Lawyers make case for city's unilateral changes to police pension plan
WINNIPEG -- Lawyers representing the City of Winnipeg at an arbitration hearing over contentious changes to the Winnipeg police pension plan argued it did nothing wrong by making unilateral amendments to the plan outside the collective bargaining process.
The hearing was prompted by a grievance filed by the Winnipeg Police Association which is arguing the city doesn’t have the authority to make changes to the plan outside the collective bargaining process and breached its contract with the police union by doing so.
In November, council voted 9-7 to scale back the pension plan, which also carried a motion about using some of the savings to pay for officer salaries.
The changes passed by council include removing overtime as a pensionable earning, increasing officer contributions and altering early retirement provisions.
Ken Dolinsky, one of the lawyers representing the city, told arbitrator Michael Werier the wording in the pension plan bylaw, which he argued has been fully incorporated into the collective agreement with the WPA, gives the city the right to unilaterally amend the plan.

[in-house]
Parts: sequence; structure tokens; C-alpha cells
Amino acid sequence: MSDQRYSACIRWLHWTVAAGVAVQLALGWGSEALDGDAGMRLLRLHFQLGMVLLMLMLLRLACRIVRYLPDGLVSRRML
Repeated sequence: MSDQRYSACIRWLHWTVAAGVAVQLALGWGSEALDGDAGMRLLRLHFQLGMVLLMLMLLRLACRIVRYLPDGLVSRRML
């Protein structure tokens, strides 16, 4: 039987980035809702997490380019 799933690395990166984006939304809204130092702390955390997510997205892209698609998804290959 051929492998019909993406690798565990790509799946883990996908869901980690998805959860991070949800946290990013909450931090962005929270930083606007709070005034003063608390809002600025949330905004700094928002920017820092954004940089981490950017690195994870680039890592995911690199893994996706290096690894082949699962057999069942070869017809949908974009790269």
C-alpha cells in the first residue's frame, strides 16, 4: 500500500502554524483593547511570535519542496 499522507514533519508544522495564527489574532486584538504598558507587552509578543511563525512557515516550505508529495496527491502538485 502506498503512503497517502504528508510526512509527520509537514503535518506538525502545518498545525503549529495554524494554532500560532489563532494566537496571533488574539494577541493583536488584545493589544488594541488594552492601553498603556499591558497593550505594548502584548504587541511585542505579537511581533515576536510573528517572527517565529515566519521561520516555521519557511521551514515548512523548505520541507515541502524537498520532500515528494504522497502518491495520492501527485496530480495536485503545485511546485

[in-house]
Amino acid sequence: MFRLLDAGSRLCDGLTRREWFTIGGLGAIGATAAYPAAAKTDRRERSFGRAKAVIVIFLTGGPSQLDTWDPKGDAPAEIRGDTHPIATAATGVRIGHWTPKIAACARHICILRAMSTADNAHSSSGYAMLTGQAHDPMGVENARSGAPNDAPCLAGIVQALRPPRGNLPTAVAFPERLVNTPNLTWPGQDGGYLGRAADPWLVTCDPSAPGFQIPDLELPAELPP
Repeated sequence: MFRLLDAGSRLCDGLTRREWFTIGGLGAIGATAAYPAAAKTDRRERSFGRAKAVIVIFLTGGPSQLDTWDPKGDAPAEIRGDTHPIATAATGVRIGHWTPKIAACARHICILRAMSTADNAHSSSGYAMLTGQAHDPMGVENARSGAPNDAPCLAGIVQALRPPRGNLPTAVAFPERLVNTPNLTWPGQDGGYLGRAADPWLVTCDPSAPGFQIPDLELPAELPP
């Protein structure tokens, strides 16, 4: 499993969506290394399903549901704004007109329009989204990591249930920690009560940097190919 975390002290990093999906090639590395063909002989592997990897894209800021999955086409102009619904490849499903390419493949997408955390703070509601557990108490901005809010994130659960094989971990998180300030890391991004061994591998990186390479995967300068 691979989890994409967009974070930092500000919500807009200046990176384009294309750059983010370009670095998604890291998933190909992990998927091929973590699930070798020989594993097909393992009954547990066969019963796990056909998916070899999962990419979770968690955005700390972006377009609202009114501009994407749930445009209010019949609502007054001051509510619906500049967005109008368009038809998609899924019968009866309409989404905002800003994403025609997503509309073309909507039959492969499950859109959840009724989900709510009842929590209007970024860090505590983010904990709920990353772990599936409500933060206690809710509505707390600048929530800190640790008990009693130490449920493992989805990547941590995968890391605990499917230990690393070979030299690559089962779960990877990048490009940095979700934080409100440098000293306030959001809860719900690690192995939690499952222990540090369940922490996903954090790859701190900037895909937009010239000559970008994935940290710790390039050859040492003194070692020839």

“It does not say, ‘there may be no future changes to the pension plan, except by negotiation award agreement,’” Dolinsky argued. “And there’s a very important distinction there."
“Incorporation into the collective agreement is not equivalent to ‘that’s the only way you can change it’ — bearing in mind what has already been incorporated into the collective agreement, from the city’s perspective, is the right to change that plan.”
Keith LaBossiere, a lawyer for the WPA, argued Tuesday only a portion of the bylaw has been incorporated into the collective agreement and that any changes to the plan require negotiation.
In addition to requesting the changes be reversed, the WPA is seeking more than $2.8 million in damages from the city for the way it handled the situation and framed debate on the issues arguing it damaged the reputation of officers and that the uncertainty about future pension benefits has impacted their mental health.
The WPA has requested a ruling on the arbitration by Apr.1, 2020. That’s when the new provisions of the pension plan are set to take effect.
The hearing continues Wednesday afternoon.